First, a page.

Cognitive impairment after liver transplantation: residual hepatic encephalopathy or posttransplant encephalopathy?
Authors Kornerup LS, Pflugrad H, Weissenborn K, Vilstrup H, Dam G
Received 30 November 2018
Accepted for publication 25 February 2019
Published 18 March 2019 Volume 2019:11 Pages 41—46
Checked for plagiarism Yes
Review by Single-blind
Peer reviewers approved by Dr Andrew Yee
Peer reviewer comments 2
Editor who approved publication: Dr Gerry Lake-Bakaar
Linda Skibsted Kornerup,1 Henning Pflugrad,2 Karin Weissenborn,2 Hendrik Vilstrup,1 Gitte Dam1
1Department of Hepatology and Gastroenterology, Aarhus University Hospital, Aarhus N, Denmark; 2Department of Neurology, Hannover Medical School, Hannover, Germany
Abstract: Liver transplantation (LT) represents the definitive treatment for end-stage liver disease. Cognitive impairment following LT is frequent, referred to as postliver transplant encephalopathy (PLTE). LT removes the underlying chronic liver disease, and until recently hepatic encephalopathy (HE) was assumed to be fully reversible after LT. However, increasing evidence indicates that some degree of cognitive impairment may be present after LT. To which extent PLTE reflects cognitive impairment caused by residual HE (RHE) or the combined effect of other factors affecting brain function before, during, and after LT is not clarified. None of the available psychometric and neurophysiological tests used for detecting HE is shown to be able to distinguish between etiologies. The available, mostly retrospective, clinical studies indicate a high prevalence of abnormal psychometric tests after LT, and not all seem to recover completely. The patients with earlier HE show the most marked improvements, suggesting that the clinical picture of the early PLTE, in fact, represents RHE. Other early post-LT etiologies for PLTE comprise cerebral ischemia, critical illness encephalopathy, and immunosuppressive therapy. Late-onset etiologies comprise diabetes and hypertension, among others. PLTE regardless of etiology is a worrying issue and needs more attention in the form of mechanistic research, development of diagnostic/discriminative tools, and standardized prospective clinical studies.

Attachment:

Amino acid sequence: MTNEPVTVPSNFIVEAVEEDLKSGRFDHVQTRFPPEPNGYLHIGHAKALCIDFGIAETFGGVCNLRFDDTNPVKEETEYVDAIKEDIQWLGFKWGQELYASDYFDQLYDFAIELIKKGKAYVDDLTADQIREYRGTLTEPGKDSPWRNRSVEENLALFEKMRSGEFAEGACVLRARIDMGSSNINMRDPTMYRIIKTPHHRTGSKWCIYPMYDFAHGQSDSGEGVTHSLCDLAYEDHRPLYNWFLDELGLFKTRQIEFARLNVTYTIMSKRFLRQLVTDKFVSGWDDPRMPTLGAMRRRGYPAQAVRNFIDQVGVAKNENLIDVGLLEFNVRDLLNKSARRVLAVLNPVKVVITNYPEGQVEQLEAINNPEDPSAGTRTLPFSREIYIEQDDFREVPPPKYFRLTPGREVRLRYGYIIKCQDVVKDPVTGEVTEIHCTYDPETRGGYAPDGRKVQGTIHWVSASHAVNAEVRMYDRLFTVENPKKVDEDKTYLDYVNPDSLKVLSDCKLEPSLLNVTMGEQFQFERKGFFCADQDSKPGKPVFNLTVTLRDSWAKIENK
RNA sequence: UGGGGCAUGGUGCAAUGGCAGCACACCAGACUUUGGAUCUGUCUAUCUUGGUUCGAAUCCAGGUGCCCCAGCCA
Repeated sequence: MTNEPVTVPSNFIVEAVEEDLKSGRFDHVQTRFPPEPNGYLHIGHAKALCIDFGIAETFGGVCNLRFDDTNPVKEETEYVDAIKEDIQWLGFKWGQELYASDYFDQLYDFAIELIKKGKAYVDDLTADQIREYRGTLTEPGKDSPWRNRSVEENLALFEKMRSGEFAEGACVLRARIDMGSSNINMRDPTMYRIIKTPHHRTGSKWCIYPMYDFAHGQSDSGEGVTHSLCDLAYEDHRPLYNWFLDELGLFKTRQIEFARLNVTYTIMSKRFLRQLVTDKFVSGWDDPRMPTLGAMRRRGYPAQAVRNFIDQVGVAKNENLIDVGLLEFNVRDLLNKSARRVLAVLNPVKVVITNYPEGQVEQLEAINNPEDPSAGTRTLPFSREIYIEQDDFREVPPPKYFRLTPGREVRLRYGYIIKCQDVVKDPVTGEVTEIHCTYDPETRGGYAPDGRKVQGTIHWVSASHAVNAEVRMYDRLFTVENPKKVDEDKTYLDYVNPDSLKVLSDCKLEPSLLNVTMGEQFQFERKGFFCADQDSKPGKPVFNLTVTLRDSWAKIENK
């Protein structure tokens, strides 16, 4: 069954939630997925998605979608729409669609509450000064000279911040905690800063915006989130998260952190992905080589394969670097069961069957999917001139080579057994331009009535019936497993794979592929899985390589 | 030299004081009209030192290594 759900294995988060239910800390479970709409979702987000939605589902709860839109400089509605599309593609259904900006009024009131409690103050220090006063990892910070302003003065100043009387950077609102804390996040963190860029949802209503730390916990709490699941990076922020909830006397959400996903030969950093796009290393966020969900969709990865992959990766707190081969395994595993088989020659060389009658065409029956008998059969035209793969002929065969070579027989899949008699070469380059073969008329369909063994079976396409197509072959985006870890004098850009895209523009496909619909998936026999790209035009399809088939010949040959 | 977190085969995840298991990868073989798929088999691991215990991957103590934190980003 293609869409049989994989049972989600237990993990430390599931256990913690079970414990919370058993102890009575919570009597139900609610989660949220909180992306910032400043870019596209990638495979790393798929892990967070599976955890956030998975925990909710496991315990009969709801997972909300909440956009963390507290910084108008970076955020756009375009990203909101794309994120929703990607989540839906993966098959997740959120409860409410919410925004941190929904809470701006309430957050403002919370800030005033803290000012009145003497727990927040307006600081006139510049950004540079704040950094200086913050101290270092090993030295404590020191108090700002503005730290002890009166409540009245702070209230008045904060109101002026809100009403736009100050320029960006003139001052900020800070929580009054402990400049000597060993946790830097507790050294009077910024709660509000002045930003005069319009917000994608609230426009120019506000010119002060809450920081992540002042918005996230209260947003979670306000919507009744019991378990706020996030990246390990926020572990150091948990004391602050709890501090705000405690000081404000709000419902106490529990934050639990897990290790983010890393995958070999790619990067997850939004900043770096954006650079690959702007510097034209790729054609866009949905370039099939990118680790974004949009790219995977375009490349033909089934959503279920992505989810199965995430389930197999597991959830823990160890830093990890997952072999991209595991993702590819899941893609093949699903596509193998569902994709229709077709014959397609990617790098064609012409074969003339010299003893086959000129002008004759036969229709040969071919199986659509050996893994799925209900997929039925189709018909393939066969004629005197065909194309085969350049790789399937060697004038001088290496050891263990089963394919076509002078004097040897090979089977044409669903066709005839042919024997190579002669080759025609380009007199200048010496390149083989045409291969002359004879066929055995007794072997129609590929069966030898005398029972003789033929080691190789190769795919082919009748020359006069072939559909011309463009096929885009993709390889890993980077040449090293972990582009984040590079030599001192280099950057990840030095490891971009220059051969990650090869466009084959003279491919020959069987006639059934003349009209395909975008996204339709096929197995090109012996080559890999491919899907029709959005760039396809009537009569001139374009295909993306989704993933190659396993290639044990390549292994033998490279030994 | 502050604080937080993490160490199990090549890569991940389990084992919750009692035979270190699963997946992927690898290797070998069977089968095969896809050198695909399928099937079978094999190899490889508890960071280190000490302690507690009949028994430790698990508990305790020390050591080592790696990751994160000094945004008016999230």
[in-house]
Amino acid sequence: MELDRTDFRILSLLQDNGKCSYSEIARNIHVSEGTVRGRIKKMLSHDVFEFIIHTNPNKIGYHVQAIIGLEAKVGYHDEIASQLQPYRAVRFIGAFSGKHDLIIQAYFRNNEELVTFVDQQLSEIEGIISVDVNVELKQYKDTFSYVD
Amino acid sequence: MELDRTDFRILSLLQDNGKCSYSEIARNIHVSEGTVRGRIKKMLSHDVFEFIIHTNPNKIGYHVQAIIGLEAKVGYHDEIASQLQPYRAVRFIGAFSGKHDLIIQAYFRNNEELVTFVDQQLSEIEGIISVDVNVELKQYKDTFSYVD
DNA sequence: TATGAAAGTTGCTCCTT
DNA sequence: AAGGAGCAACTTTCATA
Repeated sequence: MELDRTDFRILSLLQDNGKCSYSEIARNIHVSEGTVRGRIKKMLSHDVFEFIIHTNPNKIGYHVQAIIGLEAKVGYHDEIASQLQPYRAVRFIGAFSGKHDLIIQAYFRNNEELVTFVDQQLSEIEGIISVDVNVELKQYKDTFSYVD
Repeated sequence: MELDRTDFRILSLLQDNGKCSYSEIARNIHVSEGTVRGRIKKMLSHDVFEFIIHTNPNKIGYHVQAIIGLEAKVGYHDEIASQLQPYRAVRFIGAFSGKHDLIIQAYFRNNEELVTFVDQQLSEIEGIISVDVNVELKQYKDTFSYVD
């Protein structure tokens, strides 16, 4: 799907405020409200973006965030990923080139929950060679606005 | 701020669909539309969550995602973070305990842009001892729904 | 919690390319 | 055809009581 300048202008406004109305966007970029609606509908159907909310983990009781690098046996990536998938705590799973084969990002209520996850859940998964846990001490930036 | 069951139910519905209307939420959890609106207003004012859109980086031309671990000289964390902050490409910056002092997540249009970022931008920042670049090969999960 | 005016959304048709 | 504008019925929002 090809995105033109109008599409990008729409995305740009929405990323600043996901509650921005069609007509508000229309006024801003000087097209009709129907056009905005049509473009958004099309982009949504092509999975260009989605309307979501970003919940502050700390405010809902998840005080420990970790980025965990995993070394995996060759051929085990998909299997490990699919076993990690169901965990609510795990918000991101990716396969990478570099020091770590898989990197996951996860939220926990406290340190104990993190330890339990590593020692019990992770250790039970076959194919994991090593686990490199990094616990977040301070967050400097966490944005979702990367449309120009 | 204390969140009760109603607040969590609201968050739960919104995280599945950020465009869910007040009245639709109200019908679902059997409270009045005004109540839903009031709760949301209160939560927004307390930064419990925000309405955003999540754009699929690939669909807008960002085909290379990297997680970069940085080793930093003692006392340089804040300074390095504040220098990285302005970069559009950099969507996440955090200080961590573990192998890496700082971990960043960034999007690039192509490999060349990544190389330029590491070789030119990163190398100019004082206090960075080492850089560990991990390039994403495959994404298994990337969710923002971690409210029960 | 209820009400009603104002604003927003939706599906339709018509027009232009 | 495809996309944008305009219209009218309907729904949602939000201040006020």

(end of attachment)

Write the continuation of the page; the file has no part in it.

Keywords: liver transplantation, hepatic encephalopathy, cirrhosis, cognitive impairment
This work is published and licensed by Dove Medical Press Limited. The full terms of this license are available at https://www.dovepress.com/terms.php and incorporate the Creative Commons Attribution - Non Commercial (unported, v3.0) License. By accessing the work you hereby accept the Terms. Non-commercial uses of the work are permitted without any further permission from Dove Medical Press Limited, provided the work is properly attributed. For permission for commercial use of this work, please see paragraphs 4.2 and 5 of our Terms.Download Article [PDF] View Full Text [HTML][Machine readable]